• Later, Luther hardened his position towards the Turks, viewing them as agents of the Devil to be defeated in warfare he viewed as apocalyptic.
  • Finally, it is unlikely that there would be a Lutheran Church as we know it today if it were not for Islam. If the Ottomans had not put pressure on the emperor, Charles V, requiring the goodwill of Luther’s protector, Frederick the Wise, it is very likely that Luther would have been burned at the stake as a heretic.

 

More in this series:

A Primer On Islam: Groups, Sects and Shari’a (Lesson 2 of 6)

A Primer on Islam: Historical Outline (Lesson 3 of 6)

A Primer on Islam: History Behind the News (Lesson 4 of 6)

A Primer on Islam: Muslims in Context (Lesson 5 of 6)

Primer on Islam: Muslims in North America (Lesson 6 of 6)

[Note to commenters: Be nice; be respectful; keep it extremely civil. Anything else will get you booted. Thanks for understanding.] 

About John Shore

John Shore (who, fwiw, is straight) is the author of UNFAIR: Christians and the LGBT Question, and three other great books. He is founder of Unfundamentalist Christians (on Facebook here), and executive editor of the Unfundamentalist Christians group blog.  (In total John's two blogs receive some 250,000 views per month.) John is also co-founder of The NALT Christians Project, which was written about by TIME,  The Washington Post, and others. His website is JohnShore.com. You're invited to like John's Facebook page. Don't forget to sign up for his mucho-awesome newsletter. If you shop at Amazon, help support John by entering the site through this link right here--Amazon will then send John 3-4% of the cost of anything you buy before exiting the site again.

 

  • Terry Vaughn Abuali via Facebook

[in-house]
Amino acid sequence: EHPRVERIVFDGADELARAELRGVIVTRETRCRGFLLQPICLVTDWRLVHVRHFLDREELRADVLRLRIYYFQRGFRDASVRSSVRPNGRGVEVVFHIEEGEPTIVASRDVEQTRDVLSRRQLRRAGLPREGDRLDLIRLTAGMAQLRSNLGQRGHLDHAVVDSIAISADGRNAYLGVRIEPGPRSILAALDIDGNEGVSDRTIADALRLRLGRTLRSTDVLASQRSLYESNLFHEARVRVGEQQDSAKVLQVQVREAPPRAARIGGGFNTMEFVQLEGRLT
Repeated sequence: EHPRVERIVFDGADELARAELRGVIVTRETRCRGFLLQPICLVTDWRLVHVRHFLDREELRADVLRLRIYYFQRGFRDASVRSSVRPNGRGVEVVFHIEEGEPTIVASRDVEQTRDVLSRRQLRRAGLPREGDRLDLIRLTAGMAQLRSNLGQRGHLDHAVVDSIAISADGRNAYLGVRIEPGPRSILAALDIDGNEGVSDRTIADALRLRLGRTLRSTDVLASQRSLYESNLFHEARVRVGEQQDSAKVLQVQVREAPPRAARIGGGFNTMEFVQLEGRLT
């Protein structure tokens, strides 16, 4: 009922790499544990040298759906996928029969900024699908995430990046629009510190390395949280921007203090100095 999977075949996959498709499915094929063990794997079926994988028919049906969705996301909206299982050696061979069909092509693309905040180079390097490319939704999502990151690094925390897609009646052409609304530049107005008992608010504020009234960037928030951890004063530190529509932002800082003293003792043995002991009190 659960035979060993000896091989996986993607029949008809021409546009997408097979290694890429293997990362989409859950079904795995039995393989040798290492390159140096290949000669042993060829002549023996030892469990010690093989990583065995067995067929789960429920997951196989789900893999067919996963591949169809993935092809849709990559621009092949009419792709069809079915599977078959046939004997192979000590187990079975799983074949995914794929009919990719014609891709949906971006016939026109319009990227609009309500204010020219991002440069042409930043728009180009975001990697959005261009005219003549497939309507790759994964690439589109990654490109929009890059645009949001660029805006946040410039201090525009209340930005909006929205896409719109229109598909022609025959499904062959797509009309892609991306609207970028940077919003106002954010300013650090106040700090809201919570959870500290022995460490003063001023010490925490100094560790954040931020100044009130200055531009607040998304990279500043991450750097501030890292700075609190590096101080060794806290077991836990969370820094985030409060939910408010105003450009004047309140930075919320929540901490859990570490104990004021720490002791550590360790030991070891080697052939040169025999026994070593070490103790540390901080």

Bless you for doing this, John…education is a great tool.

  • http://www.facebook.com/JohnShoreFans John Shore via Facebook

    Thanks, Terry; this means a lot to me. I REALLY want Pastor Bob to continue sharing with us his truly brilliant work, so it’s super-important to me that it be shared: that I can SHOW him that people are getting what he’s doing: that people dig it. Then he’ll give me more of his stuff. And that’s so what I want. So … thanks for helping me in that effort!

    • Donald Rappe

      Pastor Bob’s words are important to me. He speaks the good news in a way I can understand. For a few weeks, my vision has not allowed me to drive and I have not been getting to church or AA meetings. I need both a driver and to be awake at the right time. The latter is the real problem. I am sleeping more than 12 hours a day. In my 40′s I worked with a very faithful Muslim woman and we became friends. Everything she taught me about Islam is in agreement with Pastor Bob’s lesson.

  • Terry Vaughn Abuali via Facebook

    We struggle personally with the impact of people being illiterate of Islam…the more we can educate, the better. I am a “thru-way” Christian but hubby is of Islamic faith. I look forward to the series greatly!

  • Jack

    I bear witness that there is no God but Father, Son, and Holy Spirit, and Jesus is God Incarnate risen from the dead.

    • http://www.patheos.com/blogs/johnshore/ John Shore

      “I bear witness.” Very stirring, Jack. I can almost hear the buttons on your shirt front straining as you puff out your chest.

      • Stephen McBride

        But John, don’t Muslims say exactly the same thing? “I bear witbness that there is no god but Allah…”

        Perhaps Jack is being ironic, but surely if we are to be cnsistent, then we have to accuse islam of puffing out its chest.

        I DO like this website, I really do. I find it useful and thought provoking. But I also sense a political correctness at some of the comments, where if you differ from the overall consensus, you invite somewhat paronising comments.

        Surely we should celebrate differnce, and see it as a chance for real debate. Because that stimulates far more learning?

    • Wendy P.

      Thank you for that, Jack.

      This comment will not be well received with the regular commentators of this blog, as they are very hostile to any view that differs from their own.

      Jesus Christ is Lord of lords and King of kings!

      • http://www.patheos.com/blogs/johnshore/ John Shore

        Nobody on this blog has a problem with anyone taking pride in their religion. What we have issues with is arrogant stupidity. So, you know. Something to bear in mind.